Always look on the bright side of life… de do, de duum de dom de do…. We all know the tales of woe, so positivity we will sow, by sharing the effective things we do…

One of my personal highlights from the Conservation Optimism conference – sisters Julia and Kat Jones reminding us why we need positivity through a brilliantly bonkers kazoo rendition of Monty Python’s Always Look On The Bright Side Of Life. As someone working in the conservation sector, I could certainly do with some brighter sides of life.  It’s easy to get bogged down – we are constantly bombarded with doom and gloom messages telling us how the world is warming, ocean temperatures are rising, ice caps are melting, forests are being decimated in a meagre exchange for cheap resources, yet another species faces extinction, its habitat destroyed, polluted or overrun with invasives, and the collaborative targets in place to reverse these threats just aren’t being met. I could go on. The environment isn’t high up enough on the global agenda, we are destroying ecosystems the world over for short term gains, so let’s face it – what’s the point; can we really reverse these trends, especially amidst a continually growing human population that will place further pressure on our already delicate ecosystems?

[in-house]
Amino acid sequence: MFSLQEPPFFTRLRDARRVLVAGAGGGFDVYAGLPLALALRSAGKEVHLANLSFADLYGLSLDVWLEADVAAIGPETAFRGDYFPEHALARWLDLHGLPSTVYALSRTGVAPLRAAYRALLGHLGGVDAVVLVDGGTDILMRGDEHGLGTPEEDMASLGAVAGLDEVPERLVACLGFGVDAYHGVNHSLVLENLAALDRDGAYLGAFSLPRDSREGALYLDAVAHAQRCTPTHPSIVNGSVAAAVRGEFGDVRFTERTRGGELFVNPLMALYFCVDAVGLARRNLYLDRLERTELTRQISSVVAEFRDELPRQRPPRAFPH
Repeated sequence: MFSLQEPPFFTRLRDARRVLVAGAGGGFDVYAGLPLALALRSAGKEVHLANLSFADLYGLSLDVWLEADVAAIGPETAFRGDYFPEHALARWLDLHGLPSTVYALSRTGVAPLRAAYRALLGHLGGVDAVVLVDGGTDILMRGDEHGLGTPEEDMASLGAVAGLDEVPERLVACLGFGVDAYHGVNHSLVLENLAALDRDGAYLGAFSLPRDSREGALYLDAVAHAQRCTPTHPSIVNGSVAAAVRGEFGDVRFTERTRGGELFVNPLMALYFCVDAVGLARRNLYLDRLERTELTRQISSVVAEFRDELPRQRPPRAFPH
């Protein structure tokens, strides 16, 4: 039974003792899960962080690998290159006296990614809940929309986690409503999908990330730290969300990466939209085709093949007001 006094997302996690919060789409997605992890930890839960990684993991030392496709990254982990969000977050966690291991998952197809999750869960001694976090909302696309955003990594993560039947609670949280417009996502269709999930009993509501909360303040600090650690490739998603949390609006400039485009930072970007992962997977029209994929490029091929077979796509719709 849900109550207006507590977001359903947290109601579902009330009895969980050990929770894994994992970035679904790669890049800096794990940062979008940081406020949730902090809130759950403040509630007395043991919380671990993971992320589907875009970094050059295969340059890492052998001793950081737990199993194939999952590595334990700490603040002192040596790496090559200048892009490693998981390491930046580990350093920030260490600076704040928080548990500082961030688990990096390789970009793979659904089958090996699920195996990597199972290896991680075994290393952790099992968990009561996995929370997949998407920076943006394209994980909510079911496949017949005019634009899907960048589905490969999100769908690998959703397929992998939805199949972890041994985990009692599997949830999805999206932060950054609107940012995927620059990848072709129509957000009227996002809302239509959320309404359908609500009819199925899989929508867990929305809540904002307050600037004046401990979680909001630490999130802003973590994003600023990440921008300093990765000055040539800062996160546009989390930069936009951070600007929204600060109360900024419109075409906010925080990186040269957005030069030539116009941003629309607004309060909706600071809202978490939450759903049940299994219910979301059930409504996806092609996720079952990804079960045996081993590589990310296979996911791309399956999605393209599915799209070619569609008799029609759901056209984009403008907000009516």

But what we don’t hear so regularly is that amidst all this negativity, there are glimmers of hope that are struggling to shine through, and it is these glimmers that need our help to reach the surface.